For three seasons, Dave Hester starred on A&E's hit reality show Storage Wars, where he was nicknamed 'The Mogul' and portrayed as something of a villain for driving up bids or swooping in at the last minute with a winning bid.
But Hester claims that the real villains are A&E and the producers of Storage Wars
Hester, who was suddenly let go just before Season Four began filming, has filed a lawsuit accusing the network and Original Productions of wrongful termination, breach of contract and "a fraud on the public."
The suit alleges that Hester was concerned that certain actions by the Storage Wars production team were unfair, and possibly illegal, and that--when he raised these concerns--he was fired.
The legal documents (obtained by TMZ) detail Hester's allegations. He claims that:
- Nearly every aspect of Storage Wars is manipulated or staged.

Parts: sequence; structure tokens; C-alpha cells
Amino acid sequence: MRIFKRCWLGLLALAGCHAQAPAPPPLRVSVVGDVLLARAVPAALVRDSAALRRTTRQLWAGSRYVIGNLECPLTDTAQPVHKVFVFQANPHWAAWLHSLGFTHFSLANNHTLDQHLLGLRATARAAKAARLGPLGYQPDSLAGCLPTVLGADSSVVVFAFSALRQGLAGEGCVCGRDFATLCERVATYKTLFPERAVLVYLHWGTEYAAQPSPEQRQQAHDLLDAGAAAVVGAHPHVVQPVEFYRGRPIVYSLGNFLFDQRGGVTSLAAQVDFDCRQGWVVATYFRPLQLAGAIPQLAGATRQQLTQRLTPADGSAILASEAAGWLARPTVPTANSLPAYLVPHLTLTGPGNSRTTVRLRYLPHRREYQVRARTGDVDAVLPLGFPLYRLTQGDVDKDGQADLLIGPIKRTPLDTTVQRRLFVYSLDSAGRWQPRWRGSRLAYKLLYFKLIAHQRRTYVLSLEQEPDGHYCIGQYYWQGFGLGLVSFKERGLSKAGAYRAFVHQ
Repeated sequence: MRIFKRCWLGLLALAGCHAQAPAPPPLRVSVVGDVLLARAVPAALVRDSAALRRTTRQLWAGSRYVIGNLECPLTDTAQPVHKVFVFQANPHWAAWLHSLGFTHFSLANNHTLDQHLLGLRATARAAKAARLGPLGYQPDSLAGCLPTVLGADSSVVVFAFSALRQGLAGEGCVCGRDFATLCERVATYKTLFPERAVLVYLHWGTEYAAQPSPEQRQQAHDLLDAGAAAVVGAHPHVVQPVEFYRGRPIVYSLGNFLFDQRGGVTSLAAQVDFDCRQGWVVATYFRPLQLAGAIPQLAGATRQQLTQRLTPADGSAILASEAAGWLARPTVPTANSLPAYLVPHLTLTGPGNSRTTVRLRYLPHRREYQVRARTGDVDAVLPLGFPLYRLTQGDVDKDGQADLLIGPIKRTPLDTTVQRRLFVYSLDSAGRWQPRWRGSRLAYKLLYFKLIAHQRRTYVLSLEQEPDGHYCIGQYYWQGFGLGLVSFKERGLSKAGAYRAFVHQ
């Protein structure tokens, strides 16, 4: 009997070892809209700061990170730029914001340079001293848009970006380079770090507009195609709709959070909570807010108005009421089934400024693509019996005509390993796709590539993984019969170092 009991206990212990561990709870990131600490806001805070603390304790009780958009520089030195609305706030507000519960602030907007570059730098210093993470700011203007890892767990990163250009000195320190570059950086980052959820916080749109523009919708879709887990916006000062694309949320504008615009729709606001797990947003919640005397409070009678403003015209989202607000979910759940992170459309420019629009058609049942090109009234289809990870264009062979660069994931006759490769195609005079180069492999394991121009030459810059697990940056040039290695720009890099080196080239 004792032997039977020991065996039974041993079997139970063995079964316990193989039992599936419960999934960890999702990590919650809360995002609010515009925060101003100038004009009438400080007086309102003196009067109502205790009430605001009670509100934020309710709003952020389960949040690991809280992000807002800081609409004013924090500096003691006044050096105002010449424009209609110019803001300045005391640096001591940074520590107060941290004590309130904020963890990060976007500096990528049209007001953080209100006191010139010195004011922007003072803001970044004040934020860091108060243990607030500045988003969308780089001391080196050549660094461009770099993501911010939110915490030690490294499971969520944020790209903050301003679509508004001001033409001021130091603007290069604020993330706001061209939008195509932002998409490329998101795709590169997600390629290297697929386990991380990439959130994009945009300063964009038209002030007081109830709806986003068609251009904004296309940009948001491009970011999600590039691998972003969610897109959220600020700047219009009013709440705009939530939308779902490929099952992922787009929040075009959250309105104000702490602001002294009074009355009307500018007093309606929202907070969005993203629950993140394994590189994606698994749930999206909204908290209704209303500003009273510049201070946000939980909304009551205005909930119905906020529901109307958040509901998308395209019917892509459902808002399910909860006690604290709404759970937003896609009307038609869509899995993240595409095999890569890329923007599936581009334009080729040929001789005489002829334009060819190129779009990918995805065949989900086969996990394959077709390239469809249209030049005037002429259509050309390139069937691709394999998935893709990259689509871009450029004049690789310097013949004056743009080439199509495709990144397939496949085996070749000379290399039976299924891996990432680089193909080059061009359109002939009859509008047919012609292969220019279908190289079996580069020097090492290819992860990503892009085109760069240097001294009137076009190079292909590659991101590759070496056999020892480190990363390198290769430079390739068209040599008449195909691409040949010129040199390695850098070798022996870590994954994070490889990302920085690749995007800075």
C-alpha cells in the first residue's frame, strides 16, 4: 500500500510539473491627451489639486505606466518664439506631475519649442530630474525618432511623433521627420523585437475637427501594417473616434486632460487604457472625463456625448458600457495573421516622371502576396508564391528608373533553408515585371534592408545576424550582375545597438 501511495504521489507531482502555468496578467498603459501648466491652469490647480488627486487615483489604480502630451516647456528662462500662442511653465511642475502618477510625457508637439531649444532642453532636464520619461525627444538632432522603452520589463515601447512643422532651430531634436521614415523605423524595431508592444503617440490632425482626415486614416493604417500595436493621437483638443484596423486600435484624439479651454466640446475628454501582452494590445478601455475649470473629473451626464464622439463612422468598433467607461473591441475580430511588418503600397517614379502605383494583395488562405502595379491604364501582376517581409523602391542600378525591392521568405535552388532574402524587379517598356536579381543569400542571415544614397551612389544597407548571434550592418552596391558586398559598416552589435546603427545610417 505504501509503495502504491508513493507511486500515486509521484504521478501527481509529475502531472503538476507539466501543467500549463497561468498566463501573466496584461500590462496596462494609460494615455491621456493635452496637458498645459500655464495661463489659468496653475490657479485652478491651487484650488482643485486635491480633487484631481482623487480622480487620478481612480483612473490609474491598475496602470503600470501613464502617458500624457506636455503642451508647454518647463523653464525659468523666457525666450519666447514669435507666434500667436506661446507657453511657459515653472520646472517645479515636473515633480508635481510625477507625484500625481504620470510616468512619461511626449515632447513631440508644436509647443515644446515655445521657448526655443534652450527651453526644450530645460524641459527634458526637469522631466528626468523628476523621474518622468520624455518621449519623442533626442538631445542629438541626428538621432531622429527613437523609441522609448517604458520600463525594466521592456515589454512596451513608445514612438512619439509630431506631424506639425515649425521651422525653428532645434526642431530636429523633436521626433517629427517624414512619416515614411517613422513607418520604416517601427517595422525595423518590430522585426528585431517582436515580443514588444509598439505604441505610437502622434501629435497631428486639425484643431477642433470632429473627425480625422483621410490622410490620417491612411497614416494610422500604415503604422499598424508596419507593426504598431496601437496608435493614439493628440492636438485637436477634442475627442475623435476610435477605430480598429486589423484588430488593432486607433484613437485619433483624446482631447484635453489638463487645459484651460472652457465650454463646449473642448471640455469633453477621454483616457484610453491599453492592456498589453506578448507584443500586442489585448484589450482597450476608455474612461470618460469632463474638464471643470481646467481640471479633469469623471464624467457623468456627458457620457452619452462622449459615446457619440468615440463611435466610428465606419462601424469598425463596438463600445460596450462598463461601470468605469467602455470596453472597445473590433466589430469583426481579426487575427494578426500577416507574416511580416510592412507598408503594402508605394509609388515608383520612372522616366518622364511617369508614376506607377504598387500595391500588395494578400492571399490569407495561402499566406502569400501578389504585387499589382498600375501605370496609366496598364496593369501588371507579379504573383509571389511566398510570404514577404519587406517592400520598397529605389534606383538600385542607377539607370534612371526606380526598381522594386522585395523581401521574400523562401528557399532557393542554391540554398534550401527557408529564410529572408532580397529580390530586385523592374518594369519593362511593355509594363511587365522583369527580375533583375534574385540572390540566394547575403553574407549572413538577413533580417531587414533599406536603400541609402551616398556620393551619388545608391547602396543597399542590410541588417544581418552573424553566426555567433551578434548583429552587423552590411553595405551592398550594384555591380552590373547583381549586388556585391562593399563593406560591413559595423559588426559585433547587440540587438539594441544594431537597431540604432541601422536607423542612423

- Producers paid for female cast members to undergo plastic surgery in order to increase their sex appeal.
- Producers regularly "seed" the storage units with interesting or valuable items.
- Entire storage units have been "staged."
- Producers manipulate the auctions, going so far as to pay for storage units on behalf of bidders who don't have the cash to afford it.
- Cast interviews are scripted and filmed weeks in advance.
- Producers stage auctions, filming buyers acting like they are bidding, when no actual auction is taking place.
Critics of Storage Wars have long alleged that items are planted in the storage units, but A&E has always denied this. They previously issued a press release maintaining, "There is no staging involved. The items uncovered in the storage units are the actual items featured on the show."
Hester's lawsuit addresses this exact quote and responds, "That was a lie."
He's hardly the first person to suggest a reality show is less than real. (See, for example, "Fresh Allegations of Reality Show Rigging".)
But, Hester argues that, in the case of Storage Wars A&E has crossed the line from everyday deception to outright criminal behavior.